Washington cities could soon be required to plan for climate change as they manage growth

click to enlarge Washington cities could soon be required to plan for climate change as they manage growth
Build in, not out, says the Growth Management Act.

For more than 30 years, Washington communities have been required to formally plan for the future, with the state's Growth Management Act directing local governments to limit sprawl and focus population growth within existing urban areas.

The act requires large cities and counties to update their plans every 10 years to guide decisions about new housing, transportation, public services like fire stations and water/sewer service, and more.

Now, environmental groups are pushing the state to require those plans to take climate change into account. House Bill 1181, which passed the House 57-41 and is now making its way through the state Senate, would add greenhouse gas reduction and climate resiliency elements to comprehensive plans.

Other state rules already require communities to dramatically reduce greenhouse gas emissions and slash vehicle miles traveled in half by 2050. But it will also be key to plan for increasing drought, flooding and wildfires, and to prioritize investments in areas historically overburdened by pollution and health disparities, according to the 20-plus nonprofits in the Environmental Priorities Coalition, which is promoting the bill.

"There was always an understanding that redirecting growth into our existing cities and towns, and investing in infrastructure, rather than building new suburban development further and further out, had better climate impacts," says Alex Brennan, executive director of Futurewise, a nonprofit formed by those who originally pushed the Growth Management Act in 1990. "But in the subsequent decades, we've learned a lot more about the urgency and scale of the climate change problem that our world faces."

The legislation could require coastal communities to plan for sea level rise, while others could focus on preserving drinking water and limiting development in the wildland urban interface where homes are more at risk during fire season.

Not everyone is a fan of the proposal, with the Building Industry Association of Washington opposing the bill because of concerns it could further increase permitting costs (which already increased with energy and building code changes in recent years) and delay housing projects.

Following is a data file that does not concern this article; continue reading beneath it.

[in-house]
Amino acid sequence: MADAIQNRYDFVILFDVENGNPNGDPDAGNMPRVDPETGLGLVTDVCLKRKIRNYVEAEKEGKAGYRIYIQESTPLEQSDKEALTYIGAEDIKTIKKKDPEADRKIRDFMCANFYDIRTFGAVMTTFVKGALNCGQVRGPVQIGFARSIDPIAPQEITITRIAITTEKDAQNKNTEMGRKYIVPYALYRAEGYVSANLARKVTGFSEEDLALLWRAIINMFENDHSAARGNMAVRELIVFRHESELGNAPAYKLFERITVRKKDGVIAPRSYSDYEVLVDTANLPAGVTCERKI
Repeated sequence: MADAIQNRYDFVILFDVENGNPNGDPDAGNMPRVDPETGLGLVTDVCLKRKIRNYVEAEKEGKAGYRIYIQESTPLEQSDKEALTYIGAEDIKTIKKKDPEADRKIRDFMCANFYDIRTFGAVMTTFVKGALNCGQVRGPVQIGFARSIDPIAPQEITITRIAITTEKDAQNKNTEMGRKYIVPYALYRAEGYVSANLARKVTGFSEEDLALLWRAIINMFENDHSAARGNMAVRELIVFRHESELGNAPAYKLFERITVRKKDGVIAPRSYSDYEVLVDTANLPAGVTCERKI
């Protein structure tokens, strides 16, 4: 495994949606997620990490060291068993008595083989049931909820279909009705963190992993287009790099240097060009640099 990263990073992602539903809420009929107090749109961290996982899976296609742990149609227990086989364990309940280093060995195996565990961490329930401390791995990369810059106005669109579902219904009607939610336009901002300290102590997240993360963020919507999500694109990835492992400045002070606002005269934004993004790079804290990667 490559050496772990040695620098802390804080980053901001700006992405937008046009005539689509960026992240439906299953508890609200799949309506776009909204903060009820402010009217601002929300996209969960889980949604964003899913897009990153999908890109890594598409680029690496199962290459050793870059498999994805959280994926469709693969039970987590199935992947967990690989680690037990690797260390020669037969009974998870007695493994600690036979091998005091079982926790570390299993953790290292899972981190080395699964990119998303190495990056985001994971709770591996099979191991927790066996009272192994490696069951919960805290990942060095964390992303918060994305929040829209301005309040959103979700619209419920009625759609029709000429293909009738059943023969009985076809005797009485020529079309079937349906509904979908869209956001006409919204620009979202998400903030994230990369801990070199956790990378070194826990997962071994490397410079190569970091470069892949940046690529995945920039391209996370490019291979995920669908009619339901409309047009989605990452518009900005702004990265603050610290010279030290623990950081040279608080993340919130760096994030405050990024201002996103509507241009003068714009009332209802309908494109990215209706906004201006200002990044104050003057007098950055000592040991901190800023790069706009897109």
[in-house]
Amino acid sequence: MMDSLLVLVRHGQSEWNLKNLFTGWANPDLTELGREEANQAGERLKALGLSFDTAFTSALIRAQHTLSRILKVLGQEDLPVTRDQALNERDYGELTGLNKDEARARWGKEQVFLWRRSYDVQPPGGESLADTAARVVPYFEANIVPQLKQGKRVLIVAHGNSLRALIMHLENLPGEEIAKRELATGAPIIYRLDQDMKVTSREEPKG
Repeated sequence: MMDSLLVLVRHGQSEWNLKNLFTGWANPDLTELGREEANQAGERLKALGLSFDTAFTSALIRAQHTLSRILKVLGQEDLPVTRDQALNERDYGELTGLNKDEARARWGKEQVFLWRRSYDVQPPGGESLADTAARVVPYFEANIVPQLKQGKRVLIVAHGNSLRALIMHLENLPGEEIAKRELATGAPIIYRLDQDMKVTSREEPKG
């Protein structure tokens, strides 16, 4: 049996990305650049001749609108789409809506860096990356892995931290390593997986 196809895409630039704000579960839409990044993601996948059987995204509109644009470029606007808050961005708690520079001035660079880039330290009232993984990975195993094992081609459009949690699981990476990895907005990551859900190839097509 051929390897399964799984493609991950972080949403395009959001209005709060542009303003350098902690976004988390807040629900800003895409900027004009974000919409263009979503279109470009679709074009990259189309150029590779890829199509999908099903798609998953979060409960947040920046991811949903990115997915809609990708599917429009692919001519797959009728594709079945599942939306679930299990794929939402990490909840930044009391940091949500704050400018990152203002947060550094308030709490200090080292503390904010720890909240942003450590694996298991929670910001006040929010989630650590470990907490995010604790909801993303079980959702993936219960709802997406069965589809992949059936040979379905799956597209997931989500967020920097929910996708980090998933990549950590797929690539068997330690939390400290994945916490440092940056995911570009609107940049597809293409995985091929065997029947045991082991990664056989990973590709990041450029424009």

"We're trying to make housing more affordable and accessible, especially for first time homebuyers," association lobbyist Bill Stauffacher told lawmakers last week. "We ask you to set this one aside."

Still, some larger communities are already planning for climate impacts, and the structure of the bill that's been developed over the last three years would make it easier for communities of all sizes to meet compliance, with more collaboration with state agencies up front.

At the direction of the Legislature, the state Department of Commerce has already been working on a menu of options that would comply with the requirement, with model language that could be copied into plans. If a community includes enough items from Commerce's list, its plan will meet state standards and be shielded from appeals. Communities can also come up with their own strategies, but those need to get approval from Commerce to ensure they'll effectively reduce emissions and protect natural resources.

One of the best ways to address climate impacts is to build housing close to grocery stores, shops and places to work, enabling people to walk, bike or take transit, Brennan says.

"Transportation is our largest source of greenhouse gas emissions in Washington state. A big part of that is because people live in communities where you need to drive to do any of your daily essential needs," Brennan says. "We're hoping this is a step toward designing communities where people will still drive for things, but for many needs you'll be able to get there with a short walk to the corner store or a bus somewhere nearby."

Some of the other changes that people could see in their communities might include things like renewable energy retrofits for existing buildings, a focus on building up urban tree canopy, and development of community centers that can provide shelter in times of extreme heat or other natural disasters. Other upgrades may not seem obviously connected to climate change and resiliency, as they'll provide other community benefits, says Dave Andersen, managing director at Commerce.

That could look like new parks that actually provide stormwater infiltration, or sidewalk and street design changes that are geared toward pedestrian safety but also reduce time spent in vehicles.

"I think a lot of the things you're going to see that have some real demonstrated ability to influence the per capita greenhouse gas reductions are also going to be generating a whole bunch of other benefits," Andersen says. ♦

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About The Author

Samantha Wohlfeil

Samantha Wohlfeil covers the environment, rural communities and cultural issues for the Inlander. Since joining the paper in 2017, she's reported how the weeks after getting out of prison can be deadly, how some terminally ill Eastern Washington patients have struggled to access lethal medication, and other sensitive...